Athol Fugard

directed by Adam Henderson

A United Players of Vancouver production

at Jericho Arts Centre

March 24 - April 16, 2017






Spotlight Article by Sabrina Furminger

In Athol Fugard’s stirring drama The Train Driver, the journey from guilt to redemption is simultaneously epic and intimate.

Roelf Visagie was just an average train driver working the railroad in Cape Town, South Africa, until a fateful day in 2000 when a young mother with a baby on her back stepped onto the tracks and stared deeply into his eyes before his train mowed her down. Although weeks have passed since the accident – a tragedy that Roelf, given the speed at which trains move, could not have prevented – Roelf is haunted nonetheless by the memory of the woman’s gaze and the baby peeking over her shoulder. According to a newspaper article that Roelf carries in his pocket, the woman and her child were never identified or claimed before their bodies were lost to the system.

And so Roelf – a white man in a nation still divided along racial lines – spends weeks visiting poor neighborhoods up and down the railway line, searching for any information that would identify the dead mother and child. His search brings him to a graveyard that serves the unnamed and unclaimed. There, Roelf meets Simon Hanabe, the man who digs the graves and keeps the dogs at bay. Simon is baffled by the presence and requests of this unhinged train driver; Roelf is eager to find the dead woman’s grave so he can have the final word.

Mesmerizing and cathartic, The Train Driver illuminates the bonds that can spring up between strangers, and the ability innate within all of us to empathize beyond the scope of our experiences.

Director Adam Henderson – who helms United Players’ production of The Train Driver – has a long history with Fugard’s plays; one of Henderson’s earliest professional roles as an actor was in a production of Fugard’s People Are Living Here. “[Fugard] writes with such honesty that I know that the more closely I study [The Train Driver], the more will be revealed,” says Henderson. “He writes in these wonderful metaphors, and he’s always autobiographical, in a very, very honest way, in that he refuses to write about anything he doesn’t know about, and so I’m very interested in plays where the playwright has such integrity that I know, by virtue of the fact that he wrote it, that it has some substance.”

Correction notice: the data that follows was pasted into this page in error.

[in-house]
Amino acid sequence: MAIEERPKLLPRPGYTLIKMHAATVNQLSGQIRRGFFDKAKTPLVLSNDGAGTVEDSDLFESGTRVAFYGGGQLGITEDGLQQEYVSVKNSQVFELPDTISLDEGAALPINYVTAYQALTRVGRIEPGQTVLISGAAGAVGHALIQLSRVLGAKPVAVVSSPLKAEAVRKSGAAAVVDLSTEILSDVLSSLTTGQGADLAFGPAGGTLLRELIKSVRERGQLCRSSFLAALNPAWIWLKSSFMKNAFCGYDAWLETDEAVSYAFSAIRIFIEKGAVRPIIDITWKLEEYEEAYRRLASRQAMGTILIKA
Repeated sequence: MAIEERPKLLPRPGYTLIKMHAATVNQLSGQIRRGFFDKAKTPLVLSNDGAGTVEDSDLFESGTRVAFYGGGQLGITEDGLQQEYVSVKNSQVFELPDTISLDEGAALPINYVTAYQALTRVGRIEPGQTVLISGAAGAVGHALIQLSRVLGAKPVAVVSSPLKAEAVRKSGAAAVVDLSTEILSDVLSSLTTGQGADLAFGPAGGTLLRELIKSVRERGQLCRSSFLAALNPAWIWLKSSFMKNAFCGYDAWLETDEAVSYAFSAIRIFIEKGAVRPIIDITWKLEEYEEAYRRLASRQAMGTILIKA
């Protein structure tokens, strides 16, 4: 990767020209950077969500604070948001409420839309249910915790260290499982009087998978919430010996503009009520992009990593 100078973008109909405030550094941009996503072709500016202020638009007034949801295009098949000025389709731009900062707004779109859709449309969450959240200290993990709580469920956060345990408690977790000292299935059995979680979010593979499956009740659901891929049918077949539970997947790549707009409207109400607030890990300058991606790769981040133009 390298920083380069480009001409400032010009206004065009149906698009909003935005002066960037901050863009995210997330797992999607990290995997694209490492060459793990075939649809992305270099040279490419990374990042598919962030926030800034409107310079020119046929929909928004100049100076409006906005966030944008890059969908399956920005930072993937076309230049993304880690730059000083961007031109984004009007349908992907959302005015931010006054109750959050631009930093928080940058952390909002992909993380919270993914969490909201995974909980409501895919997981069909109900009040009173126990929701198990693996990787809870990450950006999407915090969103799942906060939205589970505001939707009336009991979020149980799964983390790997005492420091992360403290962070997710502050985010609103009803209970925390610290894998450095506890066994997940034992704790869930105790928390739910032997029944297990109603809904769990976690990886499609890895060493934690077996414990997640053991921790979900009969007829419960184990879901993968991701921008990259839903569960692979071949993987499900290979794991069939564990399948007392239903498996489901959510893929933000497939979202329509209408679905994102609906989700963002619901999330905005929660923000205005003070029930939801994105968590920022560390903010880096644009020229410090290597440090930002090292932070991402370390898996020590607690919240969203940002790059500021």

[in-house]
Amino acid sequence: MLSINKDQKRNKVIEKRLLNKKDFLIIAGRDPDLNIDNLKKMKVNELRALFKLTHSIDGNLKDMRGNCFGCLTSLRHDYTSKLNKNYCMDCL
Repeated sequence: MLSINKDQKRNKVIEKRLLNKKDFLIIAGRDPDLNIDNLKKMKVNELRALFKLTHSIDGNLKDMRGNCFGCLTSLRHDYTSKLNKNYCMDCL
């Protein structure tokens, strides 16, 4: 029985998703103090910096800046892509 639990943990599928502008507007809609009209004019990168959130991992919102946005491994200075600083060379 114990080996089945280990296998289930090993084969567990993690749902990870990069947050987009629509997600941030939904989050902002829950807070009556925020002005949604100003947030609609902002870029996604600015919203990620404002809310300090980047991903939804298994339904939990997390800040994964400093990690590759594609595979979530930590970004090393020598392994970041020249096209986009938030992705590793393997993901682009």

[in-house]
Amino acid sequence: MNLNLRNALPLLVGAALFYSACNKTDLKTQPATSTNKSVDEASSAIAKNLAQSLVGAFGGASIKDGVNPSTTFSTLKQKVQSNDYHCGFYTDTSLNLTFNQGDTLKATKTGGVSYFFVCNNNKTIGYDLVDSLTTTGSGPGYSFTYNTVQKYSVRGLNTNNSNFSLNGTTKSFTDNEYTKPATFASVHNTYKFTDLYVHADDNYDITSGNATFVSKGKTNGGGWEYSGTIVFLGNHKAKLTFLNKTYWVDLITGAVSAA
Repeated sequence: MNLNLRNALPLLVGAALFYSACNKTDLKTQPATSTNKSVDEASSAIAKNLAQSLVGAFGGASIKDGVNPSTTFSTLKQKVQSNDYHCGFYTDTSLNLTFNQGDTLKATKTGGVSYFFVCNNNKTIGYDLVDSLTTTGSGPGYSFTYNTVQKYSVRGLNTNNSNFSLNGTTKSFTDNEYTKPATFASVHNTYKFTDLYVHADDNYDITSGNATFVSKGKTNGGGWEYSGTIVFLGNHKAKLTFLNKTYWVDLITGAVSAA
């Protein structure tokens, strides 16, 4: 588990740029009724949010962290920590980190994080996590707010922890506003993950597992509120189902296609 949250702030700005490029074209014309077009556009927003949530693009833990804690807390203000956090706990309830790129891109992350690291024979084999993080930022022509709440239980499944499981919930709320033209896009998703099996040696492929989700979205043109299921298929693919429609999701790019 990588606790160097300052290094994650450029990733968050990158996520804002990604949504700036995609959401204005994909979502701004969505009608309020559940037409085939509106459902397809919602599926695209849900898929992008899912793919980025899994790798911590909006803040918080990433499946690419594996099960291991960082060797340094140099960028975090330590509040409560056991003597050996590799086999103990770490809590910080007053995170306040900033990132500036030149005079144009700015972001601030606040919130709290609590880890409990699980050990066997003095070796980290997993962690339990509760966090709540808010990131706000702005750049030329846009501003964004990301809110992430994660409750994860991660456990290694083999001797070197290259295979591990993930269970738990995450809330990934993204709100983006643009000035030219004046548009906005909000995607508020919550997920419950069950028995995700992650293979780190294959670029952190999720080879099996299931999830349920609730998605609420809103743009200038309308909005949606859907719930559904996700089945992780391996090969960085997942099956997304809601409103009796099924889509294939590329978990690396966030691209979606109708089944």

In the case of The Train Driver, Henderson notes that Fugard was inspired by a real-life train tragedy involving a mother and her three children, and originally intended to tell the story from the mother’s perspective. “In the process of doing that, he discovered that he had no way of knowing anything about her, because his own experience had been so entirely different, and so he ended up writing a play about the driver who had mowed her down instead, because that was something that he could know,” says Henderson. “I think in that, he found a metaphor for being a white South African, where you find yourself at the wheel of this juggernaut that is causing destruction, and yet, you are not in control of the path, because it’s on the tracks and you can’t stop a train. You can’t swerve. I think that’s his metaphoric feeling for being a white person in South Africa post-apartheid and trying to come to terms with his own dissonance, his own sense of guilt and responsibility, for the terrible damage that was done by the systemic racism of his own culture.”

Vancouver audiences might recognize in Fugard’s exploration of post-apartheid South Africa echoes of the journey towards reconciliation between indigenous and non-indigenous Canadians, says Henderson. “One of the things that became apparent to me when I started looking into this play is, the South African government, when it was setting up apartheid, studied Canada as a model, because we had been so efficient with sidelining our native population and taking them out of the political process,” says Henderson. “So as soon as I started thinking in those terms, I started recognizing the potential for parallel. Parallels like that are always dangerous, because we have the opportunity to oversimplify, and I don’t intend to draw a direct parallel between South African apartheid and our relationship with the First Nations here, but there is a similarity.”